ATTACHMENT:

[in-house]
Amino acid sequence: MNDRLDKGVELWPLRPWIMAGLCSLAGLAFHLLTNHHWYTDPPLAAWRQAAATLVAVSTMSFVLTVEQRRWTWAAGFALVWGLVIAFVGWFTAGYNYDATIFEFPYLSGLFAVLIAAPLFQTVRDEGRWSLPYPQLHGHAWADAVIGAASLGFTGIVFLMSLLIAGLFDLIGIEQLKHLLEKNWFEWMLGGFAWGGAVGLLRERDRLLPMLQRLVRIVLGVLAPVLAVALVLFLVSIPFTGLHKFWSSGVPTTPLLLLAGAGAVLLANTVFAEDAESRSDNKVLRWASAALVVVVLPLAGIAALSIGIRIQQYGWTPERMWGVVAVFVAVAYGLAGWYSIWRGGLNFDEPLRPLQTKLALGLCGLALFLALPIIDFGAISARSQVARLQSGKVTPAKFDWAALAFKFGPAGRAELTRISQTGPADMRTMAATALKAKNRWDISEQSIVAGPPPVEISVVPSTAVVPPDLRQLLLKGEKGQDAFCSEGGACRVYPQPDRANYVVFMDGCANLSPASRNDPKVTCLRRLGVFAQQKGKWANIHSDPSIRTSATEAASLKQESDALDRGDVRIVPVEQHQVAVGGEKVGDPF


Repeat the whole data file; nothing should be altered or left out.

[in-house]
Amino acid sequence: MNDRLDKGVELWPLRPWIMAGLCSLAGLAFHLLTNHHWYTDPPLAAWRQAAATLVAVSTMSFVLTVEQRRWTWAAGFALVWGLVIAFVGWFTAGYNYDATIFEFPYLSGLFAVLIAAPLFQTVRDEGRWSLPYPQLHGHAWADAVIGAASLGFTGIVFLMSLLIAGLFDLIGIEQLKHLLEKNWFEWMLGGFAWGGAVGLLRERDRLLPMLQRLVRIVLGVLAPVLAVALVLFLVSIPFTGLHKFWSSGVPTTPLLLLAGAGAVLLANTVFAEDAESRSDNKVLRWASAALVVVVLPLAGIAALSIGIRIQQYGWTPERMWGVVAVFVAVAYGLAGWYSIWRGGLNFDEPLRPLQTKLALGLCGLALFLALPIIDFGAISARSQVARLQSGKVTPAKFDWAALAFKFGPAGRAELTRISQTGPADMRTMAATALKAKNRWDISEQSIVAGPPPVEISVVPSTAVVPPDLRQLLLKGEKGQDAFCSEGGACRVYPQPDRANYVVFMDGCANLSPASRNDPKVTCLRRLGVFAQQKGKWANIHSDPSIRTSATEAASLKQESDALDRGDVRIVPVEQHQVAVGGEKVGDPF